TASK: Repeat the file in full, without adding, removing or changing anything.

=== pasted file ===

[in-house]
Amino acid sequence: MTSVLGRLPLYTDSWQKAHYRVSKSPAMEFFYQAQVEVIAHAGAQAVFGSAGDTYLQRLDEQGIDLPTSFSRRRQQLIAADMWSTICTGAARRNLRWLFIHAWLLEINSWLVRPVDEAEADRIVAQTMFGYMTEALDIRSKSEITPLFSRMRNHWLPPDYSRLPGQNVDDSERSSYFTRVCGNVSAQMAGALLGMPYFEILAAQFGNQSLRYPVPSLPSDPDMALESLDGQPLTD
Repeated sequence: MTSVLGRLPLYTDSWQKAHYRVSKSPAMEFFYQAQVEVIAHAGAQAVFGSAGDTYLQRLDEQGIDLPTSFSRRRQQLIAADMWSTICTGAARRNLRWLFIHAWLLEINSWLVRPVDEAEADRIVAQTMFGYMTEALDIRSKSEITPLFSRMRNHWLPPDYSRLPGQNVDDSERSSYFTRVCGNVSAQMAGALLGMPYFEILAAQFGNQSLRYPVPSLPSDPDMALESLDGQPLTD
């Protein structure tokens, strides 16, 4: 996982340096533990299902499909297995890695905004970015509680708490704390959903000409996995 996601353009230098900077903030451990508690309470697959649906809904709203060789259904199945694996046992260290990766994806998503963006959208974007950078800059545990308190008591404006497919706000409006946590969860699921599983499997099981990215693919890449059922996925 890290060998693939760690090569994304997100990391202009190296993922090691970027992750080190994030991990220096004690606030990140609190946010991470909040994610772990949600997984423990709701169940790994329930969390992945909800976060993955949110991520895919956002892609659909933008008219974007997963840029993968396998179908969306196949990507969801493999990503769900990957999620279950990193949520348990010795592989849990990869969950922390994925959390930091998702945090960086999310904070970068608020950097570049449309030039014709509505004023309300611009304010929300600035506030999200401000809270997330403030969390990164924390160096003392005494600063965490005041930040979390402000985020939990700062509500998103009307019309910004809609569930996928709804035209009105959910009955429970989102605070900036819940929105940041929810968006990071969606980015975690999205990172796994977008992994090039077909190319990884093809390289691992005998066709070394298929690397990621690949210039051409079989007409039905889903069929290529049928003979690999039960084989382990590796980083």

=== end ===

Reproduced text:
[in-house]
Amino acid sequence: MTSVLGRLPLYTDSWQKAHYRVSKSPAMEFFYQAQVEVIAHAGAQAVFGSAGDTYLQRLDEQGIDLPTSFSRRRQQLIAADMWSTICTGAARRNLRWLFIHAWLLEINSWLVRPVDEAEADRIVAQTMFGYMTEALDIRSKSEITPLFSRMRNHWLPPDYSRLPGQNVDDSERSSYFTRVCGNVSAQMAGALLGMPYFEILAAQFGNQSLRYPVPSLPSDPDMALESLDGQPLTD
Repeated sequence: MTSVLGRLPLYTDSWQKAHYRVSKSPAMEFFYQAQVEVIAHAGAQAVFGSAGDTYLQRLDEQGIDLPTSFSRRRQQLIAADMWSTICTGAARRNLRWLFIHAWLLEINSWLVRPVDEAEADRIVAQTMFGYMTEALDIRSKSEITPLFSRMRNHWLPPDYSRLPGQNVDDSERSSYFTRVCGNVSAQMAGALLGMPYFEILAAQFGNQSLRYPVPSLPSDPDMALESLDGQPLTD
């Protein structure tokens, strides 16, 4: 996982340096533990299902499909297995890695905004970015509680708490704390959903000409996995 996601353009230098900077903030451990508690309470697959649906809904709203060789259904199945694996046992260290990766994806998503963006959208974007950078800059545990308190008591404006497919706000409006946590969860699921599983499997099981990215693919890449059922996925 890290060998693939760690090569994304997100990391202009190296993922090691970027992750080190994030991990220096004690606030990140609190946010991470909040994610772990949600997984423990709701169940790994329930969390992945909800976060993955949110991520895919956002892609659909933008008219974007997963840029993968396998179908969306196949990507969801493999990503769900990957999620279950990193949520348990010795592989849990990869969950922390994925959390930091998702945090960086999310904070970068608020950097570049449309030039014709509505004023309300611009304010929300600035506030999200401000809270997330403030969390990164924390160096003392005494600063965490005041930040979390402000985020939990700062509500998103009307019309910004809609569930996928709804035209009105959910009955429970989102605070900036819940929105940041929810968006990071969606980015975690999205990172796994977008992994090039077909190319990884093809390289691992005998066709070394298929690397990621690949210039051409079989007409039905889903069929290529049928003979690999039960084989382990590796980083």